He was also the one who flew under the radar, which is why I surprised to see the disc on a shelf at Other Music in the East Village. I knew of its existence but figured like most things that surrounded the Tambourine Man, it would be hiding out in some corner of the Internet as it drifted into the lore of the band and its mysterious songwriter.
Yet there it was and thus it went, quickly hopping into the dusty player I barely remembered how to operate. But I got it spinning and made the proper selection and well … for anybody interested in American rock ‘n roll, and particularly in its first and greatest exponent, this disc is a heartbreaking must.
From the first rare glimpse of animated Clark leading his mates through an early non-lip synched version of “Feel A Whole Lot Better” to his drawn out doom, this DVD portrays the life a true artist like No Other.
Few sources are left unturned. David Crosby is almost rational … almost. Roger McGuinn is practically emotional. Chris Hillman, who shared Clark’s country boy roots, provides the most insight among his former feathered friends but sources – brother, sister, wife, sons, bandmates, producers – all combine to try to explain the seeds of his genius, the mysteries of his life and the designs of his demons. And there are a surprising number of performances, starting with a jaw dropping look at him as an inspirational New Christy Minstrel.
I saw Gene Clark twice, the first time when he was a member of McGuinn, Clark and Hillman. Their record company enforced pseudo-disco approach did not showcase Gene or do much for me.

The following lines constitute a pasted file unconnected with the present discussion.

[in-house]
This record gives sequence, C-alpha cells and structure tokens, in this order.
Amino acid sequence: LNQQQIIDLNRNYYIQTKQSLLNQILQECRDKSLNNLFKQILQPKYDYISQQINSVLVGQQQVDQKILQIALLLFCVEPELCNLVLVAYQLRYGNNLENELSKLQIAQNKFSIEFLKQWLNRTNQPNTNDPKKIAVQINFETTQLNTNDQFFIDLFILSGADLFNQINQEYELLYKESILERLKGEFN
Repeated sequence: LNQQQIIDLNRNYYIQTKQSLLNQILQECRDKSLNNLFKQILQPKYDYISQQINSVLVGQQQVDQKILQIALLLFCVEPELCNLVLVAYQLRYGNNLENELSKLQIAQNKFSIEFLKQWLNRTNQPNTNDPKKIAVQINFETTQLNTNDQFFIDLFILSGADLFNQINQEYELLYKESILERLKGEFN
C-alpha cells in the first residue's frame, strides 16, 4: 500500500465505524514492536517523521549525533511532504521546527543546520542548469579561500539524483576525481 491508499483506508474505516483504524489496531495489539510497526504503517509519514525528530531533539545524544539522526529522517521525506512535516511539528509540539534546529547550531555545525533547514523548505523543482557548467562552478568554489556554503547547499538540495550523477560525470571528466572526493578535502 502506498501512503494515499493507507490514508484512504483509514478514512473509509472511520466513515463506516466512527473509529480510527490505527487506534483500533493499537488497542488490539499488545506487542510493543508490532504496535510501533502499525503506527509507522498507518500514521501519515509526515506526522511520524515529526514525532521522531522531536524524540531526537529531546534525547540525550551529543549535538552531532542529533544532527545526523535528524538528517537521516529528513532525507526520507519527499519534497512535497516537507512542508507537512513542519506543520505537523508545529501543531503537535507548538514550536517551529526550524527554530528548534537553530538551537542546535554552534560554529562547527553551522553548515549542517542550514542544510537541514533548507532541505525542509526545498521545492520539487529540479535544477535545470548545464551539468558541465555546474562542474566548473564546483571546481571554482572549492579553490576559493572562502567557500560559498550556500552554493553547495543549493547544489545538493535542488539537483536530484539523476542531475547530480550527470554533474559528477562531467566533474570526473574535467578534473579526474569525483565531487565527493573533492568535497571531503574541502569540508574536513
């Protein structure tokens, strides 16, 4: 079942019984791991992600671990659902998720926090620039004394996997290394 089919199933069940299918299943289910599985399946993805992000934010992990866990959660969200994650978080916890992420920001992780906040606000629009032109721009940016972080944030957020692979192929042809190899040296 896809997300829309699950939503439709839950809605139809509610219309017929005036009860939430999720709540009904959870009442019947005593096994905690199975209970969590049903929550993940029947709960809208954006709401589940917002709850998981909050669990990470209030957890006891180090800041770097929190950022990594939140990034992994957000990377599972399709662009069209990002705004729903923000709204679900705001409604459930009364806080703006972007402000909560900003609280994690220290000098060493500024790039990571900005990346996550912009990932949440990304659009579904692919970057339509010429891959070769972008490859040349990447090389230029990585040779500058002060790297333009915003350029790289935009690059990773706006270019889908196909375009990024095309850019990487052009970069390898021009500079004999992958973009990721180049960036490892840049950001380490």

The second time I saw Clark he was the leader of the loosely titled “Twentieth Anniversary Tribute to the Byrds.” Those days are detailed by John York, a member of the that amalgamation and a Byrds bassist for two albums and longtime Clark collaborator. My recollection of the show at the Lone Star was that Gene looked like a worn out farmer and had the presence of prophet. To see him launch into “Eight Miles High” at five feet away was transcendent.
Like all decent American lads, the Byrds were a part of my musical upbringing. At 12, I was playing the bass intro of “Mr. Tambourine Man” with my fellow Ravens. By senior year of high school I was in a Byrds-themed band that twice played before over a thousand people. Two members of that group are my bandmates today, the keyboardist then is our producer now and the drummer from that high school group has provided percussion on one of our recordings.
It was a Gene Clark fan club contest that led me back to playing. I had not touched the bass in at least 20 years but I thought we could put a group together and enter. I even took lessons. Unofficially, we “won.” The Gene Clark covers we did were impressive enough to be played on the radio and get us hooked up with a real record company. We have recorded a Byrds song for them previously but we are now working on a Gene Clark classic. It’s been a while but we Don’t Care About Time.